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James L. Brewbaker and Chifume Nagai

“Waimanalo Supersweet” will be released at the time of the 1992 ASHS meeting in Hawaii. A singlecross supersweet corn based on the brittle gene, “Waimanalo Supersweet” represents over 50 generations of inbreeding and backcrossing in Hawaii. Successive projects involved the development of sugary inbreds and their conversion to Mv. Ht. Rp-d and brittle genes. The inbred parents have very limited temperate germplasm and are relatively daylength sensitive. This single cross hybrid and its related 3X (“Hawaiian Supesweet #10”) and OP variety (“Hawaiian Supersweet #9”) show tolerance to Puccinia sorghi rust and Fusarium Moniliforme kernel rot greatly in excess of commercial sweet corns to which they have been compared, and they have performed capably throughout the tropics. Available data on pest tolerance, growth and quality will be summarized.

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James L. Brewbaker

addition, few temperate hybrids yield well under the short days and high temperatures of the tropics. Additional problems can include stalk rots, downy mildews, and other viruses and blights. The six tropical supersweet inbreds of corn ( Zea mays L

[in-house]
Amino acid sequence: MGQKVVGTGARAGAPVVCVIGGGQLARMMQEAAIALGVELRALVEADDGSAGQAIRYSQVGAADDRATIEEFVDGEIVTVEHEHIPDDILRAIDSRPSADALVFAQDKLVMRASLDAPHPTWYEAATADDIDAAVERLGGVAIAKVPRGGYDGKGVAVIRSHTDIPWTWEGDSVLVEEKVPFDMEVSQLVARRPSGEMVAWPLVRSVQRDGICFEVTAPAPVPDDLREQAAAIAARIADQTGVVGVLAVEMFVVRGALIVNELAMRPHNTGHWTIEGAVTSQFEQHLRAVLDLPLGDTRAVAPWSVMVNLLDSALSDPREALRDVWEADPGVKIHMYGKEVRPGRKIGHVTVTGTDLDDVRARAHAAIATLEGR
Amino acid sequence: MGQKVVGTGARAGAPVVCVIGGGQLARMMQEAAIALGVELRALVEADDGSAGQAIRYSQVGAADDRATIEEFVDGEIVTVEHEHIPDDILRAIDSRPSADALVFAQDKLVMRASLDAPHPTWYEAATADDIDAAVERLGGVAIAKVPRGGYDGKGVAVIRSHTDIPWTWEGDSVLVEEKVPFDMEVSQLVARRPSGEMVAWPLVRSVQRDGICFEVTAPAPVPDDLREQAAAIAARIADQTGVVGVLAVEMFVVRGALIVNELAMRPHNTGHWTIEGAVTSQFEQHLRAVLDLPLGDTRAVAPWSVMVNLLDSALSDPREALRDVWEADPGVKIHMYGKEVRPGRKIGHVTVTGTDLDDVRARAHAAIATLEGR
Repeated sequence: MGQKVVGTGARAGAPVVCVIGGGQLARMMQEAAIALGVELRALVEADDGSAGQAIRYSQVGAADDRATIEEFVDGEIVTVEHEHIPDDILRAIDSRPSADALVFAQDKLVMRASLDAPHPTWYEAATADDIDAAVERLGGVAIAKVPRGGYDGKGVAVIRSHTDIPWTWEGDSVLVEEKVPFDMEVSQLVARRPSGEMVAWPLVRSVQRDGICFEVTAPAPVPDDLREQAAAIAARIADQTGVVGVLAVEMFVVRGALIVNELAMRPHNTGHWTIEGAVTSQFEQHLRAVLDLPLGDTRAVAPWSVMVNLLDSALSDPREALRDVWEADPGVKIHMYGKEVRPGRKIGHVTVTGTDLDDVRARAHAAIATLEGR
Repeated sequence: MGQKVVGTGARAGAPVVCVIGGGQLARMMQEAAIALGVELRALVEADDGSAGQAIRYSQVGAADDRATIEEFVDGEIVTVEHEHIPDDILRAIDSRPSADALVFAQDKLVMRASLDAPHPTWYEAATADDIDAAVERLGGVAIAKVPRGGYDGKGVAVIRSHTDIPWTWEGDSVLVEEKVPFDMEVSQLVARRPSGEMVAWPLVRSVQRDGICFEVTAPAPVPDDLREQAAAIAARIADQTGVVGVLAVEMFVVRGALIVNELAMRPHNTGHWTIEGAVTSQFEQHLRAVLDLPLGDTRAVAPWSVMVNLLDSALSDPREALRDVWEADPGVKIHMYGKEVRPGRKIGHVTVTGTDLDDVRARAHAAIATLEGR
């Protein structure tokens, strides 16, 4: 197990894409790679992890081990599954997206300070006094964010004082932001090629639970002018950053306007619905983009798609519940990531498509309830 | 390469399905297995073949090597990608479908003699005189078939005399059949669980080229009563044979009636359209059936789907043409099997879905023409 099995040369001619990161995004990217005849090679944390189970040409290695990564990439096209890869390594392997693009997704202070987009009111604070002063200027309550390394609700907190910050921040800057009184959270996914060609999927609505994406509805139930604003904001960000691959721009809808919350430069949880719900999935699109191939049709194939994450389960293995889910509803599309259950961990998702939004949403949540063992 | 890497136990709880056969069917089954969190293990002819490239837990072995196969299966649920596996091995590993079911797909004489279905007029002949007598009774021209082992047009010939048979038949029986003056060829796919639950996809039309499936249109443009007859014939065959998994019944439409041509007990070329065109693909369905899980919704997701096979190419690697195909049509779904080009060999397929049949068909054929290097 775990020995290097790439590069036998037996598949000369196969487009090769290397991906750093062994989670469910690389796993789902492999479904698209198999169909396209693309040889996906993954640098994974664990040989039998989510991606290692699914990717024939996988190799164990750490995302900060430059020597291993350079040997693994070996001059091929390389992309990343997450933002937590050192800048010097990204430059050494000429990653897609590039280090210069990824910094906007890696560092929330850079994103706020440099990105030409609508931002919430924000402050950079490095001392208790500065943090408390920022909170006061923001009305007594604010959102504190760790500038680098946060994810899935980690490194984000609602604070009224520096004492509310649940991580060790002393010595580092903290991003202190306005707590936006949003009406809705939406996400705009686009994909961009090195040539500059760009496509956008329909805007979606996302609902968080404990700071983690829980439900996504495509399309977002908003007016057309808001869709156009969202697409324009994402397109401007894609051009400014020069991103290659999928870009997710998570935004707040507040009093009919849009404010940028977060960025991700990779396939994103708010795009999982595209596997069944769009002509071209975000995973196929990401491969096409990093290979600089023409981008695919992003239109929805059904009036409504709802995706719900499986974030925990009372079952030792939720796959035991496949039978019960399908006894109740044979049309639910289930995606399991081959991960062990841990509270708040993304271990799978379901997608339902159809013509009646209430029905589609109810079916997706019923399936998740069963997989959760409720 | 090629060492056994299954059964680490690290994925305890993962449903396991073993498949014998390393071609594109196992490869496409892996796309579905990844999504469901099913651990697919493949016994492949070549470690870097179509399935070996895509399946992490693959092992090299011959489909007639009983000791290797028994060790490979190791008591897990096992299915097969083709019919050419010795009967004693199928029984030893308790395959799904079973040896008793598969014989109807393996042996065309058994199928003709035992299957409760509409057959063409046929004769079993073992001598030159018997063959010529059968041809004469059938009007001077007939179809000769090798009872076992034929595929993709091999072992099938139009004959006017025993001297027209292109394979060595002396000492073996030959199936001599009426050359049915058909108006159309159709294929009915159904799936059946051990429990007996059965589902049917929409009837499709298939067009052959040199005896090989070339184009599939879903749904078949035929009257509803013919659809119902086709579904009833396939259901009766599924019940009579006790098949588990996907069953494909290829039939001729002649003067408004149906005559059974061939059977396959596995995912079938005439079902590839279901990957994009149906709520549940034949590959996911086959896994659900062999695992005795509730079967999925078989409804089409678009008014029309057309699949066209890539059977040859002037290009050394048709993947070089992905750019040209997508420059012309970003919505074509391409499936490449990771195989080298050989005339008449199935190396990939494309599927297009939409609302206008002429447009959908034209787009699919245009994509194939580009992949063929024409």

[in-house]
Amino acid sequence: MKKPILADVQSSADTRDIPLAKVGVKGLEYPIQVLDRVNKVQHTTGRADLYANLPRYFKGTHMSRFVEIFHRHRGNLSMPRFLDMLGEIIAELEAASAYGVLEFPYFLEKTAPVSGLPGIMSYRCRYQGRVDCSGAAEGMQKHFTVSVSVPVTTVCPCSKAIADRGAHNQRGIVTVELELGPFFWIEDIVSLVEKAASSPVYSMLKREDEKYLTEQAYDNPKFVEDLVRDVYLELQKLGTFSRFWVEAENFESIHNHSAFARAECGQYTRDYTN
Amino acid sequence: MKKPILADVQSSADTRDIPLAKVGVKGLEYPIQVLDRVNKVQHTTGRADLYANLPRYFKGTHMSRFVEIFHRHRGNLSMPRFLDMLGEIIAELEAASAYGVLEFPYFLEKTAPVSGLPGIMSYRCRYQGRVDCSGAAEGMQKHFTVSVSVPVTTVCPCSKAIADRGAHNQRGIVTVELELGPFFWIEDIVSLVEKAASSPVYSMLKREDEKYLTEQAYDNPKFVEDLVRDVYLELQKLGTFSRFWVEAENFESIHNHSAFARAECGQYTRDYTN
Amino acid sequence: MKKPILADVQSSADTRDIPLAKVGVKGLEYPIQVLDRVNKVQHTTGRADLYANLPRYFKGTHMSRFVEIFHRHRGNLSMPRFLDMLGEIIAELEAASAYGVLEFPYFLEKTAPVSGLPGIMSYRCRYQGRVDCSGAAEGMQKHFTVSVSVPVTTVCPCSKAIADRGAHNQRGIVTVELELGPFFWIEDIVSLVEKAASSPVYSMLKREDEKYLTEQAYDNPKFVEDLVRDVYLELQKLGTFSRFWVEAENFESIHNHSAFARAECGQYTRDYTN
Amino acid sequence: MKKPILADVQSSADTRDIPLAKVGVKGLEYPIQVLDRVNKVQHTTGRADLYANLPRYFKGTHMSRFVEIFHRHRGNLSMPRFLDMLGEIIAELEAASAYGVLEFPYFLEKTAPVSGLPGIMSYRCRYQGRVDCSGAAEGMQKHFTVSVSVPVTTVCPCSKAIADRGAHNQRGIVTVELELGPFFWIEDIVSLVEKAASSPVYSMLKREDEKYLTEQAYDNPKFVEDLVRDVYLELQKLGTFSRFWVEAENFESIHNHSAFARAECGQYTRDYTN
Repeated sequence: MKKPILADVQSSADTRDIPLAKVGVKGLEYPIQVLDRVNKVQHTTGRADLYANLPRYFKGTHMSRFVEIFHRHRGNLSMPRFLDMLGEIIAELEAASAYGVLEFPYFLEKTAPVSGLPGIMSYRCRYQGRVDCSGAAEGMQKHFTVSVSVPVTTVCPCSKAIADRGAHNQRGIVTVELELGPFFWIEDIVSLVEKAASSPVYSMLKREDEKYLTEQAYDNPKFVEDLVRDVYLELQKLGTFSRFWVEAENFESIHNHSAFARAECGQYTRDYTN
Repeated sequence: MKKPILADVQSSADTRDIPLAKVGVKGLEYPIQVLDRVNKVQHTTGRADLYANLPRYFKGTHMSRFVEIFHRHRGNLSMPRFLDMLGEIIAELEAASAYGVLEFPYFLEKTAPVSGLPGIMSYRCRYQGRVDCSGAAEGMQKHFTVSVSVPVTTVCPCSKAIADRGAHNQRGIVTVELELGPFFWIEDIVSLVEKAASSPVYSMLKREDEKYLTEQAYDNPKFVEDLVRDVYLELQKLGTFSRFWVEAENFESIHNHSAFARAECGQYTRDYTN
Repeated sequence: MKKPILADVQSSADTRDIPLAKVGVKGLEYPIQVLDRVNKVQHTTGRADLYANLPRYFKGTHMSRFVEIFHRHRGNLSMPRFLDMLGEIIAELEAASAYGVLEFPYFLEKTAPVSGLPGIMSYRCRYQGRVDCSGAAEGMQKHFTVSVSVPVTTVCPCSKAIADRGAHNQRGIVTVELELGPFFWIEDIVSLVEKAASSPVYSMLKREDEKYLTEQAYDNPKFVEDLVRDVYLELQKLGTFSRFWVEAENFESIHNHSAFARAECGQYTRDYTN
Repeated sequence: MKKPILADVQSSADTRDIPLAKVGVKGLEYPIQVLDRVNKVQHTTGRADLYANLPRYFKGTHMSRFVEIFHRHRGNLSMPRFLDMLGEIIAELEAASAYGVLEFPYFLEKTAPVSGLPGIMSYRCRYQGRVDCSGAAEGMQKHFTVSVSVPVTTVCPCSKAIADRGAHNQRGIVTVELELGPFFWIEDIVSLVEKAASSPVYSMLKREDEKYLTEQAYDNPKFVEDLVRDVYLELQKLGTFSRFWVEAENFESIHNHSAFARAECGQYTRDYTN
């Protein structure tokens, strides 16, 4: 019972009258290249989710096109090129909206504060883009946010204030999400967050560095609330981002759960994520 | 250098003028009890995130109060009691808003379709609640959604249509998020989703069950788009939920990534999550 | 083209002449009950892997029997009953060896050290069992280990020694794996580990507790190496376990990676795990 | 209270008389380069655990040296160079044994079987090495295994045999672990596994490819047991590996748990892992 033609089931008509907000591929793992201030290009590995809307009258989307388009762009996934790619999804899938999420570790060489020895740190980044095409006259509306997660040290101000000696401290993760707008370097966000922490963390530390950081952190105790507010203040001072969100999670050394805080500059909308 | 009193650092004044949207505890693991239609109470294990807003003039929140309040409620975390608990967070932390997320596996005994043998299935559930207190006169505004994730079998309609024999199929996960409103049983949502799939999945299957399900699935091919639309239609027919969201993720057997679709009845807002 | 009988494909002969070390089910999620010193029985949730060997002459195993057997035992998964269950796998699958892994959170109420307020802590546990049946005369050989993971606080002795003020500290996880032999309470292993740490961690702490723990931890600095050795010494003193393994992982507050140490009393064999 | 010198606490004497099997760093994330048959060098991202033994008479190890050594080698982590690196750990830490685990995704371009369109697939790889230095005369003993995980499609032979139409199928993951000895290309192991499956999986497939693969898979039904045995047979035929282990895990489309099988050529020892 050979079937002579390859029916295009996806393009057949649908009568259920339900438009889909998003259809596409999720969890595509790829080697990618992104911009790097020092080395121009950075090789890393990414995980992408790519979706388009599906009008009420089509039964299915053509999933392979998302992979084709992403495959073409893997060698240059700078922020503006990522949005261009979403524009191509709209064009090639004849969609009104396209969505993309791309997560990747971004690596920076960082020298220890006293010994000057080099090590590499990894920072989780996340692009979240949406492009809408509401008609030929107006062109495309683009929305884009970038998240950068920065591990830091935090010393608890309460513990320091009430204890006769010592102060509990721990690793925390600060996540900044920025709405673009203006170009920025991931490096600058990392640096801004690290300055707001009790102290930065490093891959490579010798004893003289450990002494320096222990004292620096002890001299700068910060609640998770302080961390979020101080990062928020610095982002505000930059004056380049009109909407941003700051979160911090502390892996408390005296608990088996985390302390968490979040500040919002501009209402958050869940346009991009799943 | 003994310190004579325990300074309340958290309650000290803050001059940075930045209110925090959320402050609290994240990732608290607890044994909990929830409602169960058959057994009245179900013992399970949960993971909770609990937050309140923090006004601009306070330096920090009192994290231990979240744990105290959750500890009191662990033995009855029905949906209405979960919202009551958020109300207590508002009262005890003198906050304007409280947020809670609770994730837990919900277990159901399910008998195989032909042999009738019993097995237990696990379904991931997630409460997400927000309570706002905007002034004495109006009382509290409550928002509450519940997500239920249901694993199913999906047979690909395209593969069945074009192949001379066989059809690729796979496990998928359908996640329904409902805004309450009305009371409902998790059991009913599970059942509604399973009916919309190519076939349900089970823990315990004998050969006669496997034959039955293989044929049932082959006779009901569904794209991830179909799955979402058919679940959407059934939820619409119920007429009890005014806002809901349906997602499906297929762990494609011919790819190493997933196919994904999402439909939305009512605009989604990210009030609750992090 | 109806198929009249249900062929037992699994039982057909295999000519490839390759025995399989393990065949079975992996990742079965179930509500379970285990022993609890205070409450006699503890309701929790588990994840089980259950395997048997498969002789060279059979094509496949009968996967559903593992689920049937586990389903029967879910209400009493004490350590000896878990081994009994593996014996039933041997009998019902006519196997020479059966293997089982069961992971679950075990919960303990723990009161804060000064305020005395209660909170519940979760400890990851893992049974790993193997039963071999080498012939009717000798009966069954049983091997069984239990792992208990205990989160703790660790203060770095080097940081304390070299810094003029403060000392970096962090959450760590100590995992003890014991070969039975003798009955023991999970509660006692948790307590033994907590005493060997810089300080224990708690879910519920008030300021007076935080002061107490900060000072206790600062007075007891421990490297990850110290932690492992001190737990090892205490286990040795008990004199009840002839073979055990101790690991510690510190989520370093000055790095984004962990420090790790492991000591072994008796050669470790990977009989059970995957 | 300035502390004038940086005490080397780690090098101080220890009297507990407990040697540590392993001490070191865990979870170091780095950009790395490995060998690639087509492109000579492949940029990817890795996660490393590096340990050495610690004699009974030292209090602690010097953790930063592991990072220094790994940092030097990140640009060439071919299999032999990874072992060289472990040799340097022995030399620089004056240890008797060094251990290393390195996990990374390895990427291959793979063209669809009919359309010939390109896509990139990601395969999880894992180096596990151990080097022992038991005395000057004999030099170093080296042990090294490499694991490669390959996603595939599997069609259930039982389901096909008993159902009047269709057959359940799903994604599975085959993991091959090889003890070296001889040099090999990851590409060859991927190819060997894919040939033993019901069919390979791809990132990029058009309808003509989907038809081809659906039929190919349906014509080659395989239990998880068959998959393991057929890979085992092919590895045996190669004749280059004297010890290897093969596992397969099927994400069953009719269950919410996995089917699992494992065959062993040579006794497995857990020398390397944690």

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J.K. Collins, P. Perkins-Veazie, E.V. Wann, and N. Maness

Supersweet corn with the shrunken-2 gene (sh2) has shown good quality after frozen storage. A study was undertaken to further evaluate the quality of supersweet corn (cv Florida Staysweet) unblanched or blanched then frozen. Samples were evaluated every 4 months for 12 months for peroxidase activity. sugar composition, water soluble polysaccharides and organoleptic qualities. Peroxidese activity changed in unblanched corn at each sampling date, which was consistently higher than in blanched corn. Sucrose and total sugars declined during storage. Sucrose was highest in blenched samples and reducing sugars were highest in unblanched samples. WSP content was low in all samples, but lower in blenched compared to unblanched samples. Taste panelists discerned differences between blanched and unblanched corn at 8 months when blanched samples were rated as more yellow than unblanched. However, no differences were found for taste between blanched and unblanched samples for taste at 12 months. These results indicate that sh2 sweetcorn maintained good eating quality for 12 months of frozen storage with or without blanching.

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L.A. Risse and R.E. McDonald